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In my opinion one of the best examples of a physical statement depending on a mathematically independent statement is provided by Malament-Hogarth machines (You can find a bunch of other links just by doing a google scholar search). These are machines which it is argued (though others argue they are impossible) are allowed by general relativity and allow the operator to determine the answer to any $\Pi^0_1$ claim in finite time. As, by Godel's theorem, given any computably axiomitizeable theory $T$ the $\Pi^0_1$ statement $Con(T)$ is independent from $T$. So whatever theory one chooses to work in this lets you produce a physical statement (the machine with such and such construction ... will give answer blah) that depends on the truth of an independent question.

Note that this doesn't specifically involve large cardinal assumptions themselves but it does give you a physical system whose outcome depends on the consistency of large cardinal statements (e.g. $Con(ZFC+exists measurable)$)

However, one should not assume that how these physical systems turn out tells us what is mathematically true. We develop physical theories by accepting those hypothesises that seem to be good descriptions of reality and it is usually convenient to write those theories in terms of the most natural mathematical structures like the natural numbers or the reals.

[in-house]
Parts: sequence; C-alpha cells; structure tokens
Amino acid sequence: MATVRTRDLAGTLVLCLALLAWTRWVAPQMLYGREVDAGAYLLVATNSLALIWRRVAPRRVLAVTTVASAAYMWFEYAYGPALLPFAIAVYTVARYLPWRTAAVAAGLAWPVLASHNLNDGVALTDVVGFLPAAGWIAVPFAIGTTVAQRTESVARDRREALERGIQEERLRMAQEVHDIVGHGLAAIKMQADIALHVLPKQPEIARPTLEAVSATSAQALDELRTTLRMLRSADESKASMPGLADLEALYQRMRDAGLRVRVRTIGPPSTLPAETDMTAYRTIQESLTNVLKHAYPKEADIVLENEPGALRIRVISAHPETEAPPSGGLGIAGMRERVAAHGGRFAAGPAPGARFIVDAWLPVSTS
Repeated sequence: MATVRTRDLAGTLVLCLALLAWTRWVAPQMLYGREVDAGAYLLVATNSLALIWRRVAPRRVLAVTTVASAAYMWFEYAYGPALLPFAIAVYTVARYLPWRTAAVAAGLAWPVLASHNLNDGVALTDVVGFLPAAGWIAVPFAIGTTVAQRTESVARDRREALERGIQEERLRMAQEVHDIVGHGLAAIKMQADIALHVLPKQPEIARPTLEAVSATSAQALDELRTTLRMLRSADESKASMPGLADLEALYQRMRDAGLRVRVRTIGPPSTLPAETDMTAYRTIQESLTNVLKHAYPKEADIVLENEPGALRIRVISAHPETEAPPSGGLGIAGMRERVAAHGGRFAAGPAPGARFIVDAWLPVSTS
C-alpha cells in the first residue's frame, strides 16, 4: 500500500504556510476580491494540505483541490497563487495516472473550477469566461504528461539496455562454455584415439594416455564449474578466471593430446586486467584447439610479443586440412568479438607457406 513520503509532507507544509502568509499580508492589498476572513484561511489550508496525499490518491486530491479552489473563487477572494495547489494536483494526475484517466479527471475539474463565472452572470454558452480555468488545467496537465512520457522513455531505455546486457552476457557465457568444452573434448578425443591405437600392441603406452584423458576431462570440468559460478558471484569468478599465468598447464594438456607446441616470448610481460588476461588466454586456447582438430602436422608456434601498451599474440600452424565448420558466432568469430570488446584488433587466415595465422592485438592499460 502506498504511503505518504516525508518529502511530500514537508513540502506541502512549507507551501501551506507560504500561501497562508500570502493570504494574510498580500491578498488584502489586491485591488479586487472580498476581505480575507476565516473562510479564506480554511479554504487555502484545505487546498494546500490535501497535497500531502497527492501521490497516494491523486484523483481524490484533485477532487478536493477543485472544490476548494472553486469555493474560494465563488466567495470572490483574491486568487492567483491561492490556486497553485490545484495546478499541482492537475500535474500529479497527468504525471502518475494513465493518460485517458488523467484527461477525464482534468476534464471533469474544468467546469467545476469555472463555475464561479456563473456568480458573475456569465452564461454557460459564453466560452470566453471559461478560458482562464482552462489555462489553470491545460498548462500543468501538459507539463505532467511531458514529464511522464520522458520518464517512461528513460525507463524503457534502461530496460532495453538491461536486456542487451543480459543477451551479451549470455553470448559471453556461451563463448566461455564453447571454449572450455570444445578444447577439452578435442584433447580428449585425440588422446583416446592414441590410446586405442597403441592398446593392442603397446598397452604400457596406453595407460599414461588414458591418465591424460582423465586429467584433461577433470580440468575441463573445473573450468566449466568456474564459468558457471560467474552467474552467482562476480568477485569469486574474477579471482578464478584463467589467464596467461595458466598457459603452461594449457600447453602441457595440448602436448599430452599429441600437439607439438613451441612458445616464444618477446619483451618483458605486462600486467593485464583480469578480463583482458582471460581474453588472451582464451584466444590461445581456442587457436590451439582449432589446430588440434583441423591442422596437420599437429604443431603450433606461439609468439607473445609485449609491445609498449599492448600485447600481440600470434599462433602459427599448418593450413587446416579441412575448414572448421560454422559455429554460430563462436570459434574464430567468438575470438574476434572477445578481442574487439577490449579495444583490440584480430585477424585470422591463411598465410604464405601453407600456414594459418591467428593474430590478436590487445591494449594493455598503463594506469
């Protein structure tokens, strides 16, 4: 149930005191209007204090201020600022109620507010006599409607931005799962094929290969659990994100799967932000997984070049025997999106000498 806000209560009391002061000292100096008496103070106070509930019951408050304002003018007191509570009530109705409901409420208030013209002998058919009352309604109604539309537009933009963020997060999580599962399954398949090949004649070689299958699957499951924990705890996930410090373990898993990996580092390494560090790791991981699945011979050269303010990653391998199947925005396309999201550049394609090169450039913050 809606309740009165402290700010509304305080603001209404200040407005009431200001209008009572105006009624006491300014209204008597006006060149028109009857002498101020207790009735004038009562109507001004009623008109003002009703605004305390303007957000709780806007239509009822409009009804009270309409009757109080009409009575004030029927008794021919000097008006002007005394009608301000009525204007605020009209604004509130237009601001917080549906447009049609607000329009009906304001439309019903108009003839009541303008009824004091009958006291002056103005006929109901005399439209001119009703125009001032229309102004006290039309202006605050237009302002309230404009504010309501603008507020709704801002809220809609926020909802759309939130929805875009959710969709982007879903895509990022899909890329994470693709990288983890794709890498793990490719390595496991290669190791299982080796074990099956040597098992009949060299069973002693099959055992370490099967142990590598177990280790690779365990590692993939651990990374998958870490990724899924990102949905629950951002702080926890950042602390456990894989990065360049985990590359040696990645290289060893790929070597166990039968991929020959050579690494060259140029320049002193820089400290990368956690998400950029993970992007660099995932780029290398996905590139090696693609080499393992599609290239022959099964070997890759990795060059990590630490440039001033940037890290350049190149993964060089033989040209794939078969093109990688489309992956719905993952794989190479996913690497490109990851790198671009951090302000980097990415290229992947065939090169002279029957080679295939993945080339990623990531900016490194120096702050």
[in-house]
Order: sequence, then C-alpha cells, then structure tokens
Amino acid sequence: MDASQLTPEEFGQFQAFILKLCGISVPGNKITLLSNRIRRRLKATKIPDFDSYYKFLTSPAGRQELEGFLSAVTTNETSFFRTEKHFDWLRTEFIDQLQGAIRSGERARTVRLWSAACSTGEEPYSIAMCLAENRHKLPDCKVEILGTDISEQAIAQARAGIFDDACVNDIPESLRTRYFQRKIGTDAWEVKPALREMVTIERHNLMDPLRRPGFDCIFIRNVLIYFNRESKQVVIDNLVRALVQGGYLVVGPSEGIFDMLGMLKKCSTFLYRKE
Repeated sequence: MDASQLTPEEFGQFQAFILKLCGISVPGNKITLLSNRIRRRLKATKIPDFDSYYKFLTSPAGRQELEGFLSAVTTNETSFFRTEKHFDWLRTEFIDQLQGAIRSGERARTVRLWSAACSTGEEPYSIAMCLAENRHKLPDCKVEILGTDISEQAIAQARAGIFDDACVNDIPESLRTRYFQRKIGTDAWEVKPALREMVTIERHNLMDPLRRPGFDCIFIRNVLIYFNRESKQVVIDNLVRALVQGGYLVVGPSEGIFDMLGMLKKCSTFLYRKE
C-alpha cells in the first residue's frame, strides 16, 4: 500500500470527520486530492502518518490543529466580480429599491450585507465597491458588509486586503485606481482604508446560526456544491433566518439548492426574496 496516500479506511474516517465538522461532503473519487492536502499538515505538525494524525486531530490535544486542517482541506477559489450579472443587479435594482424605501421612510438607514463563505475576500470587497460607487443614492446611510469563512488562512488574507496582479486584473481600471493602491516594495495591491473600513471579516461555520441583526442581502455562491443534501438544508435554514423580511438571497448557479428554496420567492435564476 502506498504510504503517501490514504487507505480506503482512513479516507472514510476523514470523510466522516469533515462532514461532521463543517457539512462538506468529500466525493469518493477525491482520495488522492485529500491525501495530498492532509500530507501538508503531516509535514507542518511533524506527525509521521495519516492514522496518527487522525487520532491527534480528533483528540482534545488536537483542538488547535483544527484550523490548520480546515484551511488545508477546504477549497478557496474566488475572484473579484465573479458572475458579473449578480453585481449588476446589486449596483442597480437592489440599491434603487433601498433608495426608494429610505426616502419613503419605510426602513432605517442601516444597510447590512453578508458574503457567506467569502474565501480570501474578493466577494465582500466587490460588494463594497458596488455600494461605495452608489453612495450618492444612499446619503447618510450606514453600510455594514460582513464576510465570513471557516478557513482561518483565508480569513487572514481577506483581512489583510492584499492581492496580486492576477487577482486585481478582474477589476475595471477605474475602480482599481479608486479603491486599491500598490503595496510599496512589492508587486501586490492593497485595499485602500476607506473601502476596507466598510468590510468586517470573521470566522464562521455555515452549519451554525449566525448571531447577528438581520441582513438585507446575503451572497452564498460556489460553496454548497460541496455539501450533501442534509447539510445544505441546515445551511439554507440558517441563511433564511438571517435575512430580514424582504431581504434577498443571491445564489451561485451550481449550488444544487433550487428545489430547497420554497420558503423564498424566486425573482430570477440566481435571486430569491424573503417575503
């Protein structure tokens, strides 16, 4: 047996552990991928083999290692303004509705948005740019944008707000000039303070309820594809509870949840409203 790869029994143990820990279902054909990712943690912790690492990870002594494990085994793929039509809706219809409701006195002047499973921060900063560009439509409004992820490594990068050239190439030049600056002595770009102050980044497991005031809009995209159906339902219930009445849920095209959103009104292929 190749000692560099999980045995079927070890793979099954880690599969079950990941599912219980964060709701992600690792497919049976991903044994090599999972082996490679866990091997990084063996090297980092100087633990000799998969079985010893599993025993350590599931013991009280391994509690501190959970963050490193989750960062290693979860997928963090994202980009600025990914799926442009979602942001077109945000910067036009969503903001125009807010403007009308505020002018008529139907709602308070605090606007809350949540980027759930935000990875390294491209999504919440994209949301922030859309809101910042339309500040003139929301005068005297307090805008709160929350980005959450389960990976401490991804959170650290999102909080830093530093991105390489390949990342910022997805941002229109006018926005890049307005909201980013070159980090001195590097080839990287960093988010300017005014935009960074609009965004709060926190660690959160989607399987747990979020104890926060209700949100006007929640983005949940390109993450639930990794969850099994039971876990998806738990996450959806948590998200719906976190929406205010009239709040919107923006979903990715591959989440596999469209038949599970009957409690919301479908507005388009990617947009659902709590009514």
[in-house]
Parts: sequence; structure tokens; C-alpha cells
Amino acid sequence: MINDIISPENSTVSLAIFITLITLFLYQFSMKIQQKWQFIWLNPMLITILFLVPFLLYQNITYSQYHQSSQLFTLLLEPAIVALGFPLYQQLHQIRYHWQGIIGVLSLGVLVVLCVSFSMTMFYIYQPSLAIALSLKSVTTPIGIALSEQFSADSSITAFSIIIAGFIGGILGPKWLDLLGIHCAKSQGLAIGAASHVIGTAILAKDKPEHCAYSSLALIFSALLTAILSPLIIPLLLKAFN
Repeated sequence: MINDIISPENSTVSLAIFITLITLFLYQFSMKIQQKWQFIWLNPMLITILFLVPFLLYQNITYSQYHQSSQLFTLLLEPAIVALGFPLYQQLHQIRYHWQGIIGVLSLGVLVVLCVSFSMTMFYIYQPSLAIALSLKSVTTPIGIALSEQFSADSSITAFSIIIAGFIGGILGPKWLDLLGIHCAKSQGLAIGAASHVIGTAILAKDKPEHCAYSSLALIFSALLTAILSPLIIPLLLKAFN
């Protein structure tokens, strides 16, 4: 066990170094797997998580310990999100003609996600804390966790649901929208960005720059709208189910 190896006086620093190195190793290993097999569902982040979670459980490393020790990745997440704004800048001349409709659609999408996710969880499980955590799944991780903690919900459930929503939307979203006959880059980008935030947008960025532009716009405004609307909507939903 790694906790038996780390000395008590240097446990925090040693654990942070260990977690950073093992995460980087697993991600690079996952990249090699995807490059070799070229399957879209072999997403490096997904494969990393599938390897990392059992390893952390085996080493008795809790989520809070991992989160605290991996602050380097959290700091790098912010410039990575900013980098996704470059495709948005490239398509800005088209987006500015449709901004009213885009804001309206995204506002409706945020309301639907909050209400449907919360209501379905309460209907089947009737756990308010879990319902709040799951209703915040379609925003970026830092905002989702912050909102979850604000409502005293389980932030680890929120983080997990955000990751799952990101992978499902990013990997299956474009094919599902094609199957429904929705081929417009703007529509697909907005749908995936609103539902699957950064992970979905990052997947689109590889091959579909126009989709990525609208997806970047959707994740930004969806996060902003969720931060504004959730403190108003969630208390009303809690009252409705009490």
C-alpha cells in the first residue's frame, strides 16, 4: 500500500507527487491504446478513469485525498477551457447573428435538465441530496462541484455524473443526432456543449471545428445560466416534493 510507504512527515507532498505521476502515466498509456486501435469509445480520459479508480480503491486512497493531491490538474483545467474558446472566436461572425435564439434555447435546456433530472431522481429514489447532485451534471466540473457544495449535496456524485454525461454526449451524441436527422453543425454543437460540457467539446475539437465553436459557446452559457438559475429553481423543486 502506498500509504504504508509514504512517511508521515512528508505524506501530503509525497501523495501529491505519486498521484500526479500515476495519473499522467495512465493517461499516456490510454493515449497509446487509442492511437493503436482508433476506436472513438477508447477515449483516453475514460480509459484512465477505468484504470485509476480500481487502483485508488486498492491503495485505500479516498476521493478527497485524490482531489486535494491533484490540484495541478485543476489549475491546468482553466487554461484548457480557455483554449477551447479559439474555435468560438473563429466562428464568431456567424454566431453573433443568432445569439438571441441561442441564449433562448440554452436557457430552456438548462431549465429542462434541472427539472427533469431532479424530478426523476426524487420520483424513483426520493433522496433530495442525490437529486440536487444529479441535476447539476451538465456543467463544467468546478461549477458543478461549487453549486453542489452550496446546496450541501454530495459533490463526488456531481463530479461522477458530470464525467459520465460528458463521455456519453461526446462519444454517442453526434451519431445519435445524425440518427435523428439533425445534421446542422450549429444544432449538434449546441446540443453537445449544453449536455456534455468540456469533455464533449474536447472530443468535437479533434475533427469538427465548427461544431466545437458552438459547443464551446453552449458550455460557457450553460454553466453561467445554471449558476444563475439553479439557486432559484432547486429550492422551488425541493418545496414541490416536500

However, it is equally true that the theory which says experiments turn out the way General Relativity formulated in this non-standard model of the reals/integers predicts (almost certainly it can be formalized in the two-sorted first-order theory of second order arithmetic but if not use a non-standard model of ZFC instead) is as compatible with all our evidence as the theory which applies General Relativity formulated in the standard model.

Ohh to put it more simply if your Malament-Hogarth machine tells you that a particular computation converges in finite time you can't really be sure that the computation really converges in finite time or if the temporal structure of the universe is non-standard and the computation only converges at some non-standard time.